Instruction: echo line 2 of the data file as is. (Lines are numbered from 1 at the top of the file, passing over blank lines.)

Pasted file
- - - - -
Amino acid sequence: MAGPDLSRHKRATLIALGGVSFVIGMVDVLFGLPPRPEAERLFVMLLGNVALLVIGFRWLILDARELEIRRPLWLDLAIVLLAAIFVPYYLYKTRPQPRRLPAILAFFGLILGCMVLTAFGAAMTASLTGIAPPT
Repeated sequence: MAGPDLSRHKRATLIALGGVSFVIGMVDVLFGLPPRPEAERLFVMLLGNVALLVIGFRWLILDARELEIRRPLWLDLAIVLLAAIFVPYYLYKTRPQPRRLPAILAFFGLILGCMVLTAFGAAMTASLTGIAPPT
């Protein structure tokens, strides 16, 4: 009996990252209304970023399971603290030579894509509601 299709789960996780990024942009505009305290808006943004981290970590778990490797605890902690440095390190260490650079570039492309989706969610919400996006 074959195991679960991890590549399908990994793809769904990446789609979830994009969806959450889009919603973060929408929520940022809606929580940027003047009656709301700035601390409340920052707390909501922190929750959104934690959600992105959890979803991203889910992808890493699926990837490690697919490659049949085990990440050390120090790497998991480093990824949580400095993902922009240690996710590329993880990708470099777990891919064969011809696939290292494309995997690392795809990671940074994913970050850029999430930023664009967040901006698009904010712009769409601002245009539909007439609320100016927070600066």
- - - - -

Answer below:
Repeated sequence: MAGPDLSRHKRATLIALGGVSFVIGMVDVLFGLPPRPEAERLFVMLLGNVALLVIGFRWLILDARELEIRRPLWLDLAIVLLAAIFVPYYLYKTRPQPRRLPAILAFFGLILGCMVLTAFGAAMTASLTGIAPPT